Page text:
Third, only the typical 36 mm Grammont design was considered, both Depuy and Tornier provide a 42 mm glenosphere. However, it is believed that the 42 mm prosthesis is rarely used clinically because the Grammont surgical technique typically requires reaming of the proximal humerus and 90%-95% of the time the proximal humerus is too small to accept a 42 mm humeral liner. Dr. Walch presented that the 42 mm glenosphere is used in <5% of his reverse arthroplasty cases at the 2005 American and Shoulder Elbow Society meeting in Orlando. Depuy in its Delta III marketing literature reported that the 42 mm glenosphere was used in only 11% of cases in 2004. Because the Equinoxe reverse shoulder of this example does not require reaming of the proximal humerus, (e.g. it is implanted using a traditional humeral head osteotomy along the anatomic neck of the humerus) it is possible to implant a larger diameter glenosphere. In this way, the size of the glenosphere used is determined based upon the size of glenoid, rather than the size of the proximal humerus. That being said, FIG. 58 approximated the ROM that would be associated with the 42 mm glenosphere design assuming the 42 mm humeral liner constraint was the same as that of the 36 mm humeral liner constraint. If this assumption is valid, then the same percentage increases in ROM of the Equinoxe reverse shoulder of this example over the typical 36 mm Grammont design would also apply for the typical 42 mm Grammont design.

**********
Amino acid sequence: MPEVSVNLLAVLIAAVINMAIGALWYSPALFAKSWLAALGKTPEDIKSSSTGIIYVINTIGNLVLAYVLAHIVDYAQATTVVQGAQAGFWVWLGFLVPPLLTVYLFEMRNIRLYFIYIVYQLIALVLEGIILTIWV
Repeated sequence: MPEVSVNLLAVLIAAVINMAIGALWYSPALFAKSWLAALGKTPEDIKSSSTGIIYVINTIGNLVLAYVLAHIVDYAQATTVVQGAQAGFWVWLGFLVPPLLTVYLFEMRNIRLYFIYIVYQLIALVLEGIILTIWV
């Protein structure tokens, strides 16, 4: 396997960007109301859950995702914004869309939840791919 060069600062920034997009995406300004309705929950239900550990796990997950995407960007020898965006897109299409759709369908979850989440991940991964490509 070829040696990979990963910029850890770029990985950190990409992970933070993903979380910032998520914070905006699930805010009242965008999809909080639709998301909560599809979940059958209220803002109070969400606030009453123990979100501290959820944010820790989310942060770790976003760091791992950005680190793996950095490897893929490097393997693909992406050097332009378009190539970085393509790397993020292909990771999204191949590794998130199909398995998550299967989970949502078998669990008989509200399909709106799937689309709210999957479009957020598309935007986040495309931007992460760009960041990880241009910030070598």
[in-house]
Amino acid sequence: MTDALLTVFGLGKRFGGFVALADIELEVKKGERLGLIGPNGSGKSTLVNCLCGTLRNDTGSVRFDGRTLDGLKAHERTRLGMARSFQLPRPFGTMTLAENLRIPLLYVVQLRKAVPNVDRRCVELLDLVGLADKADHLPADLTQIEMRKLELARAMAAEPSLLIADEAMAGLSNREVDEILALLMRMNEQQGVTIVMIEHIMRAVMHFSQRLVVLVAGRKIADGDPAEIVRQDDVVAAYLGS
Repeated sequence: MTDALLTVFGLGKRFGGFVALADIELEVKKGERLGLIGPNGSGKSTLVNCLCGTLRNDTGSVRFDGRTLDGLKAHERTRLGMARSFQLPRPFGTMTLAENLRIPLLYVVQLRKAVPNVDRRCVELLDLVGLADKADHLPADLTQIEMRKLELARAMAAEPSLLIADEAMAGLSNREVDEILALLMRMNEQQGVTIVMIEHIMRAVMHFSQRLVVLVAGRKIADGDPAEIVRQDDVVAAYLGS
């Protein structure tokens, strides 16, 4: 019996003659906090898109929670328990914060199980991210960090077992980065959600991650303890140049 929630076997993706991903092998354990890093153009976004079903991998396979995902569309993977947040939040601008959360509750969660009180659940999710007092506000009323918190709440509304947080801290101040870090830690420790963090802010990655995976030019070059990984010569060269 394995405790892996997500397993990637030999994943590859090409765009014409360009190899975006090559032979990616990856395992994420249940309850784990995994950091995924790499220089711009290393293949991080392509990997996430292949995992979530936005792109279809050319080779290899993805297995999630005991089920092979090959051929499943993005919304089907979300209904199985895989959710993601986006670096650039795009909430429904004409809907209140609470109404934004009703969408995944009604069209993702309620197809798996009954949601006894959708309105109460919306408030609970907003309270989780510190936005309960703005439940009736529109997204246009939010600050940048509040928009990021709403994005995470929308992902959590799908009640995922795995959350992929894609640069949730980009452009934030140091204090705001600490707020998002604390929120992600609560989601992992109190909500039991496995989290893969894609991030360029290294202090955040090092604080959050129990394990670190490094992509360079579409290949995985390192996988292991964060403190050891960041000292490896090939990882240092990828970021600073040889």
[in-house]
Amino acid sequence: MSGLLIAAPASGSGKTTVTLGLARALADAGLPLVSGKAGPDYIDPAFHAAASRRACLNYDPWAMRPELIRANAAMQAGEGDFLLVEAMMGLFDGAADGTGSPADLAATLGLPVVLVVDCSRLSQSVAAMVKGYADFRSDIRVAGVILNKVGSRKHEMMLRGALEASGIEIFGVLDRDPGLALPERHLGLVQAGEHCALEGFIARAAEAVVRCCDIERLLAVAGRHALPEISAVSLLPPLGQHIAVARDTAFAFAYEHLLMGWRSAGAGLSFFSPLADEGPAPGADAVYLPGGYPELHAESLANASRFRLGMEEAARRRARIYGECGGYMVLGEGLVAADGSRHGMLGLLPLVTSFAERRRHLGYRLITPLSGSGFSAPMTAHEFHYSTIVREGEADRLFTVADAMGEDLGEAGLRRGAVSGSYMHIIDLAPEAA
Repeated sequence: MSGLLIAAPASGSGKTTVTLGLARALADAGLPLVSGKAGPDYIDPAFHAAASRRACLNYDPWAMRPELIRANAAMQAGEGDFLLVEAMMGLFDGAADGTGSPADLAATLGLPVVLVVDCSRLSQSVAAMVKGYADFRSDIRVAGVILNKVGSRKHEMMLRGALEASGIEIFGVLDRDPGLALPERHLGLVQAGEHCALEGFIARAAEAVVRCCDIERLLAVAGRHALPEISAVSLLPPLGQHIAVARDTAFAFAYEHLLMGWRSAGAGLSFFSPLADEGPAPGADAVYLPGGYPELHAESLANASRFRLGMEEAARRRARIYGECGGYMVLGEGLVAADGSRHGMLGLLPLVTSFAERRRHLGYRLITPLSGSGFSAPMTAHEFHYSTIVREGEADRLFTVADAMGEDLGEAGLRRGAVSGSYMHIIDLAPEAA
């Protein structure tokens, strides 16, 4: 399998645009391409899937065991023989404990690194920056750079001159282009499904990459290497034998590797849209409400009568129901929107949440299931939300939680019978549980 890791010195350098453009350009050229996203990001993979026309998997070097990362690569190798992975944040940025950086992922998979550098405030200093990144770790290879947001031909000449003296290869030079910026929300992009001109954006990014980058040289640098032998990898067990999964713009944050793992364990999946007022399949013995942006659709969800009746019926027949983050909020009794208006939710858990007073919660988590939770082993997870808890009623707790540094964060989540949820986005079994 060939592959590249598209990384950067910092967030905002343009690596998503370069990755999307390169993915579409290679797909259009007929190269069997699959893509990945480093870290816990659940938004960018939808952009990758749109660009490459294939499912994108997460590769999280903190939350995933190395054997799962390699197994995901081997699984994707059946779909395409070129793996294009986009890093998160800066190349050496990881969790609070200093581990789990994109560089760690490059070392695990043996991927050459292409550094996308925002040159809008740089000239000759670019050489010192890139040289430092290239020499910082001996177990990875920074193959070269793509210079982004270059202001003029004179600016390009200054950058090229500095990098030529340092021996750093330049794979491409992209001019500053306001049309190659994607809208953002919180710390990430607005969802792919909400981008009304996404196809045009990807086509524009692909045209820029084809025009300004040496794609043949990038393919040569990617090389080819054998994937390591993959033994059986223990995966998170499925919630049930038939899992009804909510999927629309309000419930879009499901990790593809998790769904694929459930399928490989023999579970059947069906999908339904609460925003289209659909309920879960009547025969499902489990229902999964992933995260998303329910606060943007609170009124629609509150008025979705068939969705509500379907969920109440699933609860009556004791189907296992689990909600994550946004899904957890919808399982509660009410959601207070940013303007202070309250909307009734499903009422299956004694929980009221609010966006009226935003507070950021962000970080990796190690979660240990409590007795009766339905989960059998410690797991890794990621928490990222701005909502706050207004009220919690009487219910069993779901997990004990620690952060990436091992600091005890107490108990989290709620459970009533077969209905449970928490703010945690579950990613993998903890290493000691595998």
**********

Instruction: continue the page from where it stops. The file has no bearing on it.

For all these reasons, the results of this study have demonstrated that the Equinoxe reverse shoulder prosthesis of this example is associated with more motion, less impingement, and a similar amount of stability as the typical 36 mm Grammont design.